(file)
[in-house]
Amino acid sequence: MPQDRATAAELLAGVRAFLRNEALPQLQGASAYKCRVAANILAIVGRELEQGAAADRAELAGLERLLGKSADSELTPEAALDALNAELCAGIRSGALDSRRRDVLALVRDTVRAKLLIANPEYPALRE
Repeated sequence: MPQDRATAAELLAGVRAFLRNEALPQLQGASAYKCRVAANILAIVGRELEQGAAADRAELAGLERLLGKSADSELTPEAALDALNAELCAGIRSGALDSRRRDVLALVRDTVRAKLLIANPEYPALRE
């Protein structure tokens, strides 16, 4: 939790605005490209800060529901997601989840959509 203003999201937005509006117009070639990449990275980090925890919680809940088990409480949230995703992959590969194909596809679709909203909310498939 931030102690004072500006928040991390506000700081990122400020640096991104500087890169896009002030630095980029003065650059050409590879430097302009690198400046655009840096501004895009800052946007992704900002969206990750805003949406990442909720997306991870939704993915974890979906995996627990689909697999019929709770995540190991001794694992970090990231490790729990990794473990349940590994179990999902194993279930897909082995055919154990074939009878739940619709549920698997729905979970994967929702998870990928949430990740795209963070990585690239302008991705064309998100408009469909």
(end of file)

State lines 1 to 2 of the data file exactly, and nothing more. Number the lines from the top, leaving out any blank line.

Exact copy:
[in-house]
Amino acid sequence: MPQDRATAAELLAGVRAFLRNEALPQLQGASAYKCRVAANILAIVGRELEQGAAADRAELAGLERLLGKSADSELTPEAALDALNAELCAGIRSGALDSRRRDVLALVRDTVRAKLLIANPEYPALRE